In order to repair what has been repeatedly described as a near dilapidated sewer and water distribution systems under and between the streets of Newport, ratepayers have been shouldering some unexpected rate hikes that, for the low income and seniors, have really stung. And there are going to be a few more ratepayer pangs of pain in the future. But the rate of increase is moderating.
According to figures released by City Manager Spencer Nebel at Monday night’s city council meeting, sewer rates will rise July 1st just 4%, water 5% and 5% for stormwater and infrastructure fees. Rate increases of similar sizes will be necessary over the next few years, but then moderating after that. On a better note the city’s portion of the property tax rate will not change in the next fiscal year which also starts July 1st.
However, a tax rate increase that the voters approved on the last ballot measure to build a new city aquatic center will will show up on property tax bills, 42-cents per thousand dollars of assessed valuation.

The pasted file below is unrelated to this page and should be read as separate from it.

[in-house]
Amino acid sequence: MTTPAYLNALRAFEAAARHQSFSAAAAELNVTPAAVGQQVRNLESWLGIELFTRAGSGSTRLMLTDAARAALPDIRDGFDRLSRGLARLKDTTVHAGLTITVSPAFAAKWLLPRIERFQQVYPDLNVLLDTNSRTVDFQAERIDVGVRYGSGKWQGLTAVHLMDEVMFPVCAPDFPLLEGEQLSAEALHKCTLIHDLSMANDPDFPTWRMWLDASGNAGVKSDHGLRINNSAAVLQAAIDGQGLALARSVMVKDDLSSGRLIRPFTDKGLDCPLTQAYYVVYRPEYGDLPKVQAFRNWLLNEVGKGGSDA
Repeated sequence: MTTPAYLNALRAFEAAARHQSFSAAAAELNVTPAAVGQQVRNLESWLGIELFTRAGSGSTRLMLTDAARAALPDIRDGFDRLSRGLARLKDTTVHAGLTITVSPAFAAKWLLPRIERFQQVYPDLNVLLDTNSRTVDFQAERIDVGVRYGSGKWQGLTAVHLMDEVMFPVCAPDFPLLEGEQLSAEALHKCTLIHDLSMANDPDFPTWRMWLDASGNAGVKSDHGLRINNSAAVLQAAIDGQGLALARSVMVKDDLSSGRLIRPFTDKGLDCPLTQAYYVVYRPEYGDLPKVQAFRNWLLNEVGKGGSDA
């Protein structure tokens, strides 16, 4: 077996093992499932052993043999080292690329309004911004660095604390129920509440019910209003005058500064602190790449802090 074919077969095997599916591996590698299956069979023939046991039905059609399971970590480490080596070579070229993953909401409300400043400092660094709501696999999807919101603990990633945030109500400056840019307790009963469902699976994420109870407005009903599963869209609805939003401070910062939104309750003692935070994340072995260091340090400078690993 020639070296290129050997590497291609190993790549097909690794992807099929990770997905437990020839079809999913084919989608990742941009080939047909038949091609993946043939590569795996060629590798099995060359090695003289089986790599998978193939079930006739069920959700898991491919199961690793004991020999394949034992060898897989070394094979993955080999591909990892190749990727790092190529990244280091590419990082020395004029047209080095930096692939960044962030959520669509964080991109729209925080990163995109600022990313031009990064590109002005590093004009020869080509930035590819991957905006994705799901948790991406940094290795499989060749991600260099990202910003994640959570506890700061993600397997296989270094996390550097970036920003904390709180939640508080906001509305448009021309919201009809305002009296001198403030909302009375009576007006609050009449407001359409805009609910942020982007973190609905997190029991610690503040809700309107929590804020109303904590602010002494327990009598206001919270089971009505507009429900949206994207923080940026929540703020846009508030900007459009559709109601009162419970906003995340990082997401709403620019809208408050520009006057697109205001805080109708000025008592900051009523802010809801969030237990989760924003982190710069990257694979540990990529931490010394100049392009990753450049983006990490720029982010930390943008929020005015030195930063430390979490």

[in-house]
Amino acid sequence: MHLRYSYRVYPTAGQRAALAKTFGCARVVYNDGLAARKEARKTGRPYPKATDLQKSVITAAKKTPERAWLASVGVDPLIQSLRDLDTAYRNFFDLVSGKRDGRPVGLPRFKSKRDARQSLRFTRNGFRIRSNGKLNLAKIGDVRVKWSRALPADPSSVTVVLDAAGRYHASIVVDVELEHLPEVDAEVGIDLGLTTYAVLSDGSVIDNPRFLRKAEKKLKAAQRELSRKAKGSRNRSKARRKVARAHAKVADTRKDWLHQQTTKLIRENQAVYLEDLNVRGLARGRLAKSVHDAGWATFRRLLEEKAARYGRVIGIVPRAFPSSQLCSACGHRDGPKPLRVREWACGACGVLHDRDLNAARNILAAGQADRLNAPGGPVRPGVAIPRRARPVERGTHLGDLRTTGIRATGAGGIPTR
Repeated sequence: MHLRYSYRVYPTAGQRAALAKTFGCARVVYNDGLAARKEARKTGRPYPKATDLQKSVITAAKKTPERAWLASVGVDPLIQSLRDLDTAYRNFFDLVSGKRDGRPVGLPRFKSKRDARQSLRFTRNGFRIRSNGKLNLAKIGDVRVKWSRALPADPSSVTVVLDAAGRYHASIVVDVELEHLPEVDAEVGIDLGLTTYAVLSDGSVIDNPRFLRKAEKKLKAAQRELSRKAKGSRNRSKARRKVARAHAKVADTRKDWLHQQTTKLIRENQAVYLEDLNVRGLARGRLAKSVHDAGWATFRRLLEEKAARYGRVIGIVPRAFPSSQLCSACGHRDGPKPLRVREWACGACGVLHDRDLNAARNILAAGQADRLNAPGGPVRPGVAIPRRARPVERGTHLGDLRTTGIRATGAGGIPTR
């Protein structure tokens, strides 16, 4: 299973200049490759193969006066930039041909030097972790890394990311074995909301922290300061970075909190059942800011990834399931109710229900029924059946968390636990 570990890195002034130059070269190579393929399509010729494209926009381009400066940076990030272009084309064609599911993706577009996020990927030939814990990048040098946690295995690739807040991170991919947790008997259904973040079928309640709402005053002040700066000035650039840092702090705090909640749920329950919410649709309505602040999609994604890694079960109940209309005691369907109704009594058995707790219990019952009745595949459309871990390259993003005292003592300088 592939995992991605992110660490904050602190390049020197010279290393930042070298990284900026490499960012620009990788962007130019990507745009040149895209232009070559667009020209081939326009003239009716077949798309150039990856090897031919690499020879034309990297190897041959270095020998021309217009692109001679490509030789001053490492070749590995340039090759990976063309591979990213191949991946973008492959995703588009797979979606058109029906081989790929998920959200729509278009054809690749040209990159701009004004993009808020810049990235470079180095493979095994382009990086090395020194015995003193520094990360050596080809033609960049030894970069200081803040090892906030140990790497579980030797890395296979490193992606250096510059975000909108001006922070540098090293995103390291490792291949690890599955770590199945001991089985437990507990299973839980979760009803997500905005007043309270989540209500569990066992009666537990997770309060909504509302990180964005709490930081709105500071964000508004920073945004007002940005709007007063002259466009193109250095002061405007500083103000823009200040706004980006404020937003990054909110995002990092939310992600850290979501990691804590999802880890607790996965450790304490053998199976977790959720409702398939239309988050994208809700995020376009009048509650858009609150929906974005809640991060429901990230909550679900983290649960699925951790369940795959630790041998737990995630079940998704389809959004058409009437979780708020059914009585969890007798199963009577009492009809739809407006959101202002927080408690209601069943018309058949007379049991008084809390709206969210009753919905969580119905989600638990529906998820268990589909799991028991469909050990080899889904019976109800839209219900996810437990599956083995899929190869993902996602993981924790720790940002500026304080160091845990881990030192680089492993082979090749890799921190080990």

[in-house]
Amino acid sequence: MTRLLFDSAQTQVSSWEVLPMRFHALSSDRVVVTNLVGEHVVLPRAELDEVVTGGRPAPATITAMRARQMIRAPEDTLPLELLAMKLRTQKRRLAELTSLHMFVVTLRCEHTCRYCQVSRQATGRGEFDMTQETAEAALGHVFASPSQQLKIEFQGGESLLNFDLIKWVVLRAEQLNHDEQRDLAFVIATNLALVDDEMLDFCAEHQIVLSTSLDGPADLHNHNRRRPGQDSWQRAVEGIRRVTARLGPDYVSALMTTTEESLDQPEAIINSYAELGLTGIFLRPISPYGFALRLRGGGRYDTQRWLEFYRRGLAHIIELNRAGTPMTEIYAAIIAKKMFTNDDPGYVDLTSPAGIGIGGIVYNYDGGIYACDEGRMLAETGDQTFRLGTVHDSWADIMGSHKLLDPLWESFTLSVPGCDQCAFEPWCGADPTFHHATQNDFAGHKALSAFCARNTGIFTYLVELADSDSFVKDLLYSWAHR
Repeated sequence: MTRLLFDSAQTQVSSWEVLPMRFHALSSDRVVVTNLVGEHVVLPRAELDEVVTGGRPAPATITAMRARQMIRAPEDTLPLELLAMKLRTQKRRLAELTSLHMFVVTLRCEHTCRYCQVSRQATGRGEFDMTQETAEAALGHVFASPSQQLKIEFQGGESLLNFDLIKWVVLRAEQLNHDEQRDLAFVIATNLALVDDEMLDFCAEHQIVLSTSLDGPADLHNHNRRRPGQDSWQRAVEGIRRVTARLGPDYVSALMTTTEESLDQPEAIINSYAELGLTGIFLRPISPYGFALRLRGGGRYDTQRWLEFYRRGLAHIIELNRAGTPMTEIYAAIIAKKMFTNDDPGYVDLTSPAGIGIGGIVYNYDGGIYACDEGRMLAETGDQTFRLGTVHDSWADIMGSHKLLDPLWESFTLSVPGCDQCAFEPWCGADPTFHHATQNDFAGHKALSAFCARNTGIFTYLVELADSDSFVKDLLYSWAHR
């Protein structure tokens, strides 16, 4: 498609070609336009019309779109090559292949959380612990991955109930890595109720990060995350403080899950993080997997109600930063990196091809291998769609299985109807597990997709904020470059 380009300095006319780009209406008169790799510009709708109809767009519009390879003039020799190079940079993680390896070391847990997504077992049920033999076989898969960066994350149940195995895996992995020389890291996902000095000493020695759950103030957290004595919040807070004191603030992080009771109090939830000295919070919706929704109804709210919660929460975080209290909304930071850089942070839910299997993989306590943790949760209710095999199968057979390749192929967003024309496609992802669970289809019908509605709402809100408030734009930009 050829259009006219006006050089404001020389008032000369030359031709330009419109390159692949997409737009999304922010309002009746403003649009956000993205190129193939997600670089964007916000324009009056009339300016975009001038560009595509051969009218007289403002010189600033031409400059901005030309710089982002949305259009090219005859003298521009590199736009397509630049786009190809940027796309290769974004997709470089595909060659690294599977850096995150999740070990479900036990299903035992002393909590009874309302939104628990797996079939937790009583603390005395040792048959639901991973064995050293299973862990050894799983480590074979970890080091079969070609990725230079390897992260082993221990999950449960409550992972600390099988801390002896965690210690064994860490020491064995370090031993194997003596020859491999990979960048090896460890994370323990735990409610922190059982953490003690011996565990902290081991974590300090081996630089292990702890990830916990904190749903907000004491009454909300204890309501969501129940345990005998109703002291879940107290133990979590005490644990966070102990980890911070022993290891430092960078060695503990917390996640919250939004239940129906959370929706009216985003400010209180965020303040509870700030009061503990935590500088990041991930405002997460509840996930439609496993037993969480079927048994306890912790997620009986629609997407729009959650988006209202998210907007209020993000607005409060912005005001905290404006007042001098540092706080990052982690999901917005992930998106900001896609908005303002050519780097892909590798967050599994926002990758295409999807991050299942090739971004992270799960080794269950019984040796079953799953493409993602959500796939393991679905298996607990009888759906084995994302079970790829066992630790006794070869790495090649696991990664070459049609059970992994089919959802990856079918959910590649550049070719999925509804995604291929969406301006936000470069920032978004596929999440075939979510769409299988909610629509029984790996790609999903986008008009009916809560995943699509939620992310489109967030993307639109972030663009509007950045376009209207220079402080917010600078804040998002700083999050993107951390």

These and other factoids are found in the city’s budget narrative for the upcoming fiscal year that begins July 1st.
Nebel also told the council that the budget discussions over the past few weeks revealed that the city was, indeed, spending more money on projects than revenue was coming into the city. Nebel was quick to point out that although the trend was definitely toward the red, the city had not gone over the “falls,” but could eventually, if the financial reins aren’t pulled in for a while. Nebel said that explains his “hold the line” approach to next fiscal year’s city budget which still must continue to find funds to replace the city’s water and sewer lines, some of which are 75 years old and are literally falling apart. Other funding sources like urban renewal are expected to help finance those sewer and water line replacements along with an aggressive city effort to land more state and federal grants and/or low interest loans.